Medical skincare or cosmeceuticals are unique. They are skincare products that have both cosmetic and therapeutic effects. What does this mean? It means you are using products with a higher concentration of active ingredients than an over-the-counter product, but is not as strong as a pharmaceutical product (drug).
Medical skincare has a significant beneficial effect on your skin health and beauty. Like all cosmetics, they are applied to your skin, but the similarity stops here. Medical skincare contains active ingredients that influence your skin cell function. Consequently, unlike regular skincare, they cannot be sold on the shelves of a shop or pharmacy. Firstly, you can only purchase them after a consultation. This is usually with a trained practitioner with product knowledge who can recommend appropriate products. Secondly, some must be prescribed by a doctor. Unfortunately, prescription-only medication cannot be advertised to the public hence you may not be aware of them. Cosmeceuticals cannot be prescribed within the NHS.
Why am I getting these unexpected effects?
If your skin is not used to specialised, active, medical ingredients found in medical skincare, you may experience some unexpected effects. These include redness, tightness, tingling, dryness, and sensitivity. You may even have mild peeling or flaking. With acne treatment, you may expect a ‘purge’ at the beginning. You are experiencing an entirely normal and expected response.
This is called an ‘action’ and not a ‘reaction’
What is an ‘action’?
Our skin is made up of multiple layers where the base layer manufactures new cells. These cells move up as new ones are made over a period of weeks. When they reach the surface, they slough off after a few days. This is called skin cell turnover. Your skin cell turnover slows down with age.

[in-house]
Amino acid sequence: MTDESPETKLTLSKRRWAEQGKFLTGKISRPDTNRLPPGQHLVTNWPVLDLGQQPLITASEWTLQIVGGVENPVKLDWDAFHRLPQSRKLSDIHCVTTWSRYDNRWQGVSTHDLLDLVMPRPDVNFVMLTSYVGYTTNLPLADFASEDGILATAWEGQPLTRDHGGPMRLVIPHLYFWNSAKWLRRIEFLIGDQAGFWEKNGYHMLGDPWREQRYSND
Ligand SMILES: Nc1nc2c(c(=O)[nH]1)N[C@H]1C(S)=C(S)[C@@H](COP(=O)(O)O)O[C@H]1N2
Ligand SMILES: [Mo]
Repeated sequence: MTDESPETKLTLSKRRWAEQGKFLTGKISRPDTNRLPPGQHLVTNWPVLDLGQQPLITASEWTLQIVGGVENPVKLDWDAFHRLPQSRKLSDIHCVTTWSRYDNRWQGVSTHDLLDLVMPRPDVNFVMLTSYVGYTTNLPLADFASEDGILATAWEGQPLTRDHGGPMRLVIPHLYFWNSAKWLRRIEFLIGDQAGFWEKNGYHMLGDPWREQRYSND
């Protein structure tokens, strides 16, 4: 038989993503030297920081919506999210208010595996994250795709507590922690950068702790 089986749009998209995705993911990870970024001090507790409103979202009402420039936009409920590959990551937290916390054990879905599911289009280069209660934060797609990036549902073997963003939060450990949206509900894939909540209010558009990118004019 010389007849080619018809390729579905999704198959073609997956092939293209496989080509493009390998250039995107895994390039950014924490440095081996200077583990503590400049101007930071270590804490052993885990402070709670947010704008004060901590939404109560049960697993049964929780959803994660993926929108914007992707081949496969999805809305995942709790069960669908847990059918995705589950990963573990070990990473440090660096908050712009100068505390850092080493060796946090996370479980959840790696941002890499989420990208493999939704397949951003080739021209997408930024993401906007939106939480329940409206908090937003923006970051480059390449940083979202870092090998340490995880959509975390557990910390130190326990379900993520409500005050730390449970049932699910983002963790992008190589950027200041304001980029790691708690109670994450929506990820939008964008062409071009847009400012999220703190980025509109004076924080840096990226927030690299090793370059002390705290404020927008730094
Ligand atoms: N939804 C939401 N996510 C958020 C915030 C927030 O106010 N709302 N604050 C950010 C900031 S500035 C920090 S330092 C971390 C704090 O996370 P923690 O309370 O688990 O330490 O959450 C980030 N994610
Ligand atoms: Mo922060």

Medical skincare penetrates deep and influences the function of the base layer. Here, new cell formation is triggered encouraging faster cellular turnover. The cells reaching the surface are much younger and not yet ready to face the external environment. Hence, the barrier function of the skin is reduced. Consequently, you may experience dryness, tightness, peeling, or sensitivity. The body responds by increasing blood flow to the area bringing with it redness. Ingredients that cause exfoliation can make your skin may feel tingly or red. You can get dryness when oil production is reduced. The movement of congestion to the surface results in a ‘purge’ or breakout.
How can I avoid this?
You can avoid this by following a simple tactic. Start with gradually introducing the products to your skin. This will allow your skin to acclimatise. Once your skin has enough time to balance out and adjust to the products, it will settle. Nonetheless, this may take 4-6 weeks so be patient.
What is a true ‘reaction’?
A ‘reaction’ is when a product causes undesirable effects. These include lumps, bumps, swelling or hives. This may indicate a true allergy and you have to soothe the skin. You may have to avoid certain ingredients or products.
I normally encourage my patients to start with a few products. By avoiding too many ‘active’ ingredients, we can reduce the chances of unexpected effects. Once they are comfortable then the regime can be optimised with stronger ingredients. When using medical skincare I always advise the use of daily broad-spectrum sun protection.
While cosmetics can enhance the appearance of the skin without affecting cellular function, medical skincare is a hybrid between pharmaceuticals and cosmetic products. I find that once my patients have experienced the benefits of medical skincare, they are reluctant to go back to their old skincare no matter which celebrity recommends it!
If you are looking for a bespoke treatment plan for your skin, arrange a consultation in my clinic where I combine medical skincare and prescription products for maximum benefit.
Dr Tash Kanagasabai
📱07825 999 144 or
☎️ 01277 549 006
Website: Book an appointment